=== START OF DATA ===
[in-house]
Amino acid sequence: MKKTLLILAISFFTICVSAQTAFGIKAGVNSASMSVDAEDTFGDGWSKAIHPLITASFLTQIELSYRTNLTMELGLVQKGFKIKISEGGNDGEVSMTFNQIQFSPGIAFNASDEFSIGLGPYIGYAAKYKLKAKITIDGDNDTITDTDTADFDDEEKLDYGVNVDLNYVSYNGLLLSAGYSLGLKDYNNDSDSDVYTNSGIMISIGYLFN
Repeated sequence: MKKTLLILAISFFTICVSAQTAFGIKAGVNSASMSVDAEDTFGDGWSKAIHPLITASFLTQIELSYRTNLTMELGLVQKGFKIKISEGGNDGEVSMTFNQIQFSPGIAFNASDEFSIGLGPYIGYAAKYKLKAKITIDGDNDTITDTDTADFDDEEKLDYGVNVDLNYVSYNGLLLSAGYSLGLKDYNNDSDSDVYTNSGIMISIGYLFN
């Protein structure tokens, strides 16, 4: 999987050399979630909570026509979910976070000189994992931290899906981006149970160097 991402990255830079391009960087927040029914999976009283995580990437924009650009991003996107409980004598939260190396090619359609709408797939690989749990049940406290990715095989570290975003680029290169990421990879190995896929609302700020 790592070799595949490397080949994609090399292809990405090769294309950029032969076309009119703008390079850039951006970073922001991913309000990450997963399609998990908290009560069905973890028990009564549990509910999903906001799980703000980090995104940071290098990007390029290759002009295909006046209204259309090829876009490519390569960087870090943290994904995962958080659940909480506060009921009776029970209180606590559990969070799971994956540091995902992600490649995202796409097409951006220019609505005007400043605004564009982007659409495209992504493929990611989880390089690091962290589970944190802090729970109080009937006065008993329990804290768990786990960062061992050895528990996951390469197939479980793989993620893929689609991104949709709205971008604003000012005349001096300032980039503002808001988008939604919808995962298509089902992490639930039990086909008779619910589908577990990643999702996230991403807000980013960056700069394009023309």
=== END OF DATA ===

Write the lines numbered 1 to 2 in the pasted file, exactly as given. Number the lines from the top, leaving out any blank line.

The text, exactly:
[in-house]
Amino acid sequence: MKKTLLILAISFFTICVSAQTAFGIKAGVNSASMSVDAEDTFGDGWSKAIHPLITASFLTQIELSYRTNLTMELGLVQKGFKIKISEGGNDGEVSMTFNQIQFSPGIAFNASDEFSIGLGPYIGYAAKYKLKAKITIDGDNDTITDTDTADFDDEEKLDYGVNVDLNYVSYNGLLLSAGYSLGLKDYNNDSDSDVYTNSGIMISIGYLFN